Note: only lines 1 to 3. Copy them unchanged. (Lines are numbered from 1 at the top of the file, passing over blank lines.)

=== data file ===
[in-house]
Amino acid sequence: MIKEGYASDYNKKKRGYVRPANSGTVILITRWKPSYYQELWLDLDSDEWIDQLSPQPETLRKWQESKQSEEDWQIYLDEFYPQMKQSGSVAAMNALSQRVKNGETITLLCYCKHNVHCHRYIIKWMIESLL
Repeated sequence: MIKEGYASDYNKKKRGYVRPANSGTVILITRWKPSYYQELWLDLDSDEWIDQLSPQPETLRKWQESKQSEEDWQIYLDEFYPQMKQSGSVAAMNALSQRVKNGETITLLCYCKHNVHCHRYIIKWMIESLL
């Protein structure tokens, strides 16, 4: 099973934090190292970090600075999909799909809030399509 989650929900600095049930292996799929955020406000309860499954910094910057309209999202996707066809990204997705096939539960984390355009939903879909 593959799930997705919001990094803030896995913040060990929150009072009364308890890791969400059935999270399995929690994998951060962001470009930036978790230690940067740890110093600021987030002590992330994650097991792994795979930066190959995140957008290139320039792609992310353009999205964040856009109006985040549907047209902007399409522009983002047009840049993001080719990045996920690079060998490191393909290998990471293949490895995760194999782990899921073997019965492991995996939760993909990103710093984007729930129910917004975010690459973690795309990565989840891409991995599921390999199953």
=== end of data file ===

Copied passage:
[in-house]
Amino acid sequence: MIKEGYASDYNKKKRGYVRPANSGTVILITRWKPSYYQELWLDLDSDEWIDQLSPQPETLRKWQESKQSEEDWQIYLDEFYPQMKQSGSVAAMNALSQRVKNGETITLLCYCKHNVHCHRYIIKWMIESLL
Repeated sequence: MIKEGYASDYNKKKRGYVRPANSGTVILITRWKPSYYQELWLDLDSDEWIDQLSPQPETLRKWQESKQSEEDWQIYLDEFYPQMKQSGSVAAMNALSQRVKNGETITLLCYCKHNVHCHRYIIKWMIESLL